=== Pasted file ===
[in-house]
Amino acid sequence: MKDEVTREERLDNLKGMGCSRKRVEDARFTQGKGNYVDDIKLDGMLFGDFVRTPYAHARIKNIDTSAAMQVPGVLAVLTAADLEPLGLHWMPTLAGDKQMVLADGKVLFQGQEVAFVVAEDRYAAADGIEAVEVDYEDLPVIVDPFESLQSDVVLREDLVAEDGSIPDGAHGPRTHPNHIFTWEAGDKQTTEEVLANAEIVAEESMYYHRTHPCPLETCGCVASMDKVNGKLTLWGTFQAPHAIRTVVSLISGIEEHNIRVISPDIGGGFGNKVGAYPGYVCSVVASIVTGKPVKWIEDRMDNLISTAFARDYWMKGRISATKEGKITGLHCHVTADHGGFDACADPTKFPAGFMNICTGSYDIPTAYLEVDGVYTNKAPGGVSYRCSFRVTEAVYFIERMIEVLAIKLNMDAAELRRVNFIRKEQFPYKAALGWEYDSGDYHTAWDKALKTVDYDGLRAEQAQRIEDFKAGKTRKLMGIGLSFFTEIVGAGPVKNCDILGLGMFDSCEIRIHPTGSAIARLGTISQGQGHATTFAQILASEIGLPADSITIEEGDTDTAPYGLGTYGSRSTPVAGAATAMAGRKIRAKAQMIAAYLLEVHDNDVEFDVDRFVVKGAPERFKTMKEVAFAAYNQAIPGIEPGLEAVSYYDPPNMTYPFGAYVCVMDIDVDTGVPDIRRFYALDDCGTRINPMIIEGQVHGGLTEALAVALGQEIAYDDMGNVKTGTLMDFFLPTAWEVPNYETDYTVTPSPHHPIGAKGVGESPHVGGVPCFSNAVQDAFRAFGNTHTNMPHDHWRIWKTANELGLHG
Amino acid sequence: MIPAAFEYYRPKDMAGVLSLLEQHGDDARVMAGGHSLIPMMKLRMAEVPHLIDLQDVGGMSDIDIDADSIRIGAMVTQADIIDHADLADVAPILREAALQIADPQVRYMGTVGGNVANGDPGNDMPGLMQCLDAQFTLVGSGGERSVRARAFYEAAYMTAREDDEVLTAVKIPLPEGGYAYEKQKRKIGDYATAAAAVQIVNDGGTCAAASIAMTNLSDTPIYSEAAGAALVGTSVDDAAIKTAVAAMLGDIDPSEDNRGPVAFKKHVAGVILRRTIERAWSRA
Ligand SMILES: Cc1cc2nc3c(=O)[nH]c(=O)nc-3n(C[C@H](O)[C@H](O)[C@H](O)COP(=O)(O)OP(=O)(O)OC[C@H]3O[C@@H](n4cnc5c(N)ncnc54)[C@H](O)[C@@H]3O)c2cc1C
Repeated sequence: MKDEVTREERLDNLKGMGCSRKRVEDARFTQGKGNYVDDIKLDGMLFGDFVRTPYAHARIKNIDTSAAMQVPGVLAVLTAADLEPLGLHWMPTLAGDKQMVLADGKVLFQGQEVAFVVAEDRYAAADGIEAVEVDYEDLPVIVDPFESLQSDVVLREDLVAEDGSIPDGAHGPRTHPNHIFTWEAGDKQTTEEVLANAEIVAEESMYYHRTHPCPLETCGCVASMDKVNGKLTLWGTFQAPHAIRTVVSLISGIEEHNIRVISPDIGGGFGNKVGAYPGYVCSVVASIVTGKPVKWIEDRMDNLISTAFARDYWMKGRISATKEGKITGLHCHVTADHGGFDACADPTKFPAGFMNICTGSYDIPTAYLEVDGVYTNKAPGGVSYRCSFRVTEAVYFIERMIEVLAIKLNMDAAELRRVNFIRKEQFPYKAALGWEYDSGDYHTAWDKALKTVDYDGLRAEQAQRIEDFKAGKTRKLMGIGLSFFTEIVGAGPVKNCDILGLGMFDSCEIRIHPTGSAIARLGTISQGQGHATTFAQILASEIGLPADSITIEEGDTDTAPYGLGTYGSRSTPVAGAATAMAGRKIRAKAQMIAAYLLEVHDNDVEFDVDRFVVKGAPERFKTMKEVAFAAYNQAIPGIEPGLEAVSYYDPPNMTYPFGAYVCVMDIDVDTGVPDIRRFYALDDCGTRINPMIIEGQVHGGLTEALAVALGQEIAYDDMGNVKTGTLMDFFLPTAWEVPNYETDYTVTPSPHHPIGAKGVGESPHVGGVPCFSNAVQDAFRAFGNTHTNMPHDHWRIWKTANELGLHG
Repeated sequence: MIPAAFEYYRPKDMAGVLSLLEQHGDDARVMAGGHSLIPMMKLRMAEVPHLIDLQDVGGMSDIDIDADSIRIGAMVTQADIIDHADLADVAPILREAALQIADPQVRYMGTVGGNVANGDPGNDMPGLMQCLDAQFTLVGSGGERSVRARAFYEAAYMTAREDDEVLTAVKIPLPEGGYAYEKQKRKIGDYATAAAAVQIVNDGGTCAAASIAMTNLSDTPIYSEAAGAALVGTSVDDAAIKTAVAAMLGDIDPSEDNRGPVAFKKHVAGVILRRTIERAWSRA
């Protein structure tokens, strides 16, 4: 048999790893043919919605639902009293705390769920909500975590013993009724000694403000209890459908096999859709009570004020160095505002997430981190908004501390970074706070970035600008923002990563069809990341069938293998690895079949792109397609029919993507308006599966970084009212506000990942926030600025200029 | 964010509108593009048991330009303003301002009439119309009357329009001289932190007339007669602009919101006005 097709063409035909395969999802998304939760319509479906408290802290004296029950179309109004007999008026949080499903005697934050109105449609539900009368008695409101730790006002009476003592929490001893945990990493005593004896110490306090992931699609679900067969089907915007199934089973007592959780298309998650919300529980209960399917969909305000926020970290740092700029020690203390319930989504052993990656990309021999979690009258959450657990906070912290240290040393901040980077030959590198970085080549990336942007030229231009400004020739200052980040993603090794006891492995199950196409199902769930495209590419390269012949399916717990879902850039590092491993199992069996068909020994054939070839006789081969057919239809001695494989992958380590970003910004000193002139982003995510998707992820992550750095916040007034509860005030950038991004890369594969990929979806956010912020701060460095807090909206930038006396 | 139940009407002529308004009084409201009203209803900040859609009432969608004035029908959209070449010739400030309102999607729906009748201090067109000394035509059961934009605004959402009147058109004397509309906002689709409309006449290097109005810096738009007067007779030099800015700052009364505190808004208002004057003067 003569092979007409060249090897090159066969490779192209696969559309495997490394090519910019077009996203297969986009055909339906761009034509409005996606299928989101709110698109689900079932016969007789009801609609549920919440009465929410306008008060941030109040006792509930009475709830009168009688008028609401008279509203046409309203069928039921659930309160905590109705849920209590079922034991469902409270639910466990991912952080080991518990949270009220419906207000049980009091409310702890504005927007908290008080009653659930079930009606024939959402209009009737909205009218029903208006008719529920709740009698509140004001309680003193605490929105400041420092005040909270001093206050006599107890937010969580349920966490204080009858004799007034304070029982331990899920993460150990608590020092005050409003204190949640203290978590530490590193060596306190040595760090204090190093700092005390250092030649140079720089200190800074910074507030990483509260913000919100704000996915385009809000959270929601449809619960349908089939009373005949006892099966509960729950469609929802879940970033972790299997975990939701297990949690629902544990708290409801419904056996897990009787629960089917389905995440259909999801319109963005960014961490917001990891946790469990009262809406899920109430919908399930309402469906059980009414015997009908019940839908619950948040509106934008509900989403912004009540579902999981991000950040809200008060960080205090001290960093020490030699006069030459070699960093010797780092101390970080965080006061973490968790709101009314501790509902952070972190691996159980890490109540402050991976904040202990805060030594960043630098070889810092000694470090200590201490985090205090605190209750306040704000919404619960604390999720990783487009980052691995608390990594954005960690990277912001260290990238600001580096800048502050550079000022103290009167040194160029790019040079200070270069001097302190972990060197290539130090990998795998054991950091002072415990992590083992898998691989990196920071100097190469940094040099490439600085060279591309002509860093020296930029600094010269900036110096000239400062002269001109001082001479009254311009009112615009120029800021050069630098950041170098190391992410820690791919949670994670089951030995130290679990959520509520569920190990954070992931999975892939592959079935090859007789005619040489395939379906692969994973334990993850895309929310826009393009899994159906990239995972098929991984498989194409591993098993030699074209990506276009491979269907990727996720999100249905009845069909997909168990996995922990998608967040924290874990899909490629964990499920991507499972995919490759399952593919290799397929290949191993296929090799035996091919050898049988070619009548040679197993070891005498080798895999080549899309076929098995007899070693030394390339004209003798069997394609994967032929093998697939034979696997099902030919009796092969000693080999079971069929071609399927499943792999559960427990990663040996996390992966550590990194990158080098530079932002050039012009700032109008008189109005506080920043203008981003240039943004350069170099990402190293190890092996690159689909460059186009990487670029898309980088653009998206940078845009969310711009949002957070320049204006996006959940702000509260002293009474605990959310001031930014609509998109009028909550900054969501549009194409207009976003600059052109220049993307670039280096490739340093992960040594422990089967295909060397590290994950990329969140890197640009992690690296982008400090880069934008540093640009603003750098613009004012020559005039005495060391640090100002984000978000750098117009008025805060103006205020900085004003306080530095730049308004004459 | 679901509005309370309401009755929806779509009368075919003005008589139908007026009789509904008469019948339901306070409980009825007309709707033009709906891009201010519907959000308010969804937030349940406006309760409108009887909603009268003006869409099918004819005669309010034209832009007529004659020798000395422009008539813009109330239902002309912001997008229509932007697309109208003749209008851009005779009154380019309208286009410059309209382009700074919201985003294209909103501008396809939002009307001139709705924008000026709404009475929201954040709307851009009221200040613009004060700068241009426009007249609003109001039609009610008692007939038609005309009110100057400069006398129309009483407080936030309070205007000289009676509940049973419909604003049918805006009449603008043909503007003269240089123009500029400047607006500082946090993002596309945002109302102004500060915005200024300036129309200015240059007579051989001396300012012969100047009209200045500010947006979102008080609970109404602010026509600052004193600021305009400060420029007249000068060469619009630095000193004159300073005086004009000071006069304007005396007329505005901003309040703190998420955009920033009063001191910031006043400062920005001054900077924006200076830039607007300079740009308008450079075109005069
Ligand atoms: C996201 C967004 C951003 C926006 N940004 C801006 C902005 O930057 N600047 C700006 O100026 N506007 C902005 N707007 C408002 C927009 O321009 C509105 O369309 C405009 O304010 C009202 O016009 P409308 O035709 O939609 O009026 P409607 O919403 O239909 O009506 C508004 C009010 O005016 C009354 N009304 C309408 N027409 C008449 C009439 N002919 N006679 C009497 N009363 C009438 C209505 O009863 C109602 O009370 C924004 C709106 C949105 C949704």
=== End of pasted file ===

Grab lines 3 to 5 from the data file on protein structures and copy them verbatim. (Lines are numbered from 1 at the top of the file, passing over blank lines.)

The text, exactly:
Amino acid sequence: MIPAAFEYYRPKDMAGVLSLLEQHGDDARVMAGGHSLIPMMKLRMAEVPHLIDLQDVGGMSDIDIDADSIRIGAMVTQADIIDHADLADVAPILREAALQIADPQVRYMGTVGGNVANGDPGNDMPGLMQCLDAQFTLVGSGGERSVRARAFYEAAYMTAREDDEVLTAVKIPLPEGGYAYEKQKRKIGDYATAAAAVQIVNDGGTCAAASIAMTNLSDTPIYSEAAGAALVGTSVDDAAIKTAVAAMLGDIDPSEDNRGPVAFKKHVAGVILRRTIERAWSRA
Ligand SMILES: Cc1cc2nc3c(=O)[nH]c(=O)nc-3n(C[C@H](O)[C@H](O)[C@H](O)COP(=O)(O)OP(=O)(O)OC[C@H]3O[C@@H](n4cnc5c(N)ncnc54)[C@H](O)[C@@H]3O)c2cc1C
Repeated sequence: MKDEVTREERLDNLKGMGCSRKRVEDARFTQGKGNYVDDIKLDGMLFGDFVRTPYAHARIKNIDTSAAMQVPGVLAVLTAADLEPLGLHWMPTLAGDKQMVLADGKVLFQGQEVAFVVAEDRYAAADGIEAVEVDYEDLPVIVDPFESLQSDVVLREDLVAEDGSIPDGAHGPRTHPNHIFTWEAGDKQTTEEVLANAEIVAEESMYYHRTHPCPLETCGCVASMDKVNGKLTLWGTFQAPHAIRTVVSLISGIEEHNIRVISPDIGGGFGNKVGAYPGYVCSVVASIVTGKPVKWIEDRMDNLISTAFARDYWMKGRISATKEGKITGLHCHVTADHGGFDACADPTKFPAGFMNICTGSYDIPTAYLEVDGVYTNKAPGGVSYRCSFRVTEAVYFIERMIEVLAIKLNMDAAELRRVNFIRKEQFPYKAALGWEYDSGDYHTAWDKALKTVDYDGLRAEQAQRIEDFKAGKTRKLMGIGLSFFTEIVGAGPVKNCDILGLGMFDSCEIRIHPTGSAIARLGTISQGQGHATTFAQILASEIGLPADSITIEEGDTDTAPYGLGTYGSRSTPVAGAATAMAGRKIRAKAQMIAAYLLEVHDNDVEFDVDRFVVKGAPERFKTMKEVAFAAYNQAIPGIEPGLEAVSYYDPPNMTYPFGAYVCVMDIDVDTGVPDIRRFYALDDCGTRINPMIIEGQVHGGLTEALAVALGQEIAYDDMGNVKTGTLMDFFLPTAWEVPNYETDYTVTPSPHHPIGAKGVGESPHVGGVPCFSNAVQDAFRAFGNTHTNMPHDHWRIWKTANELGLHG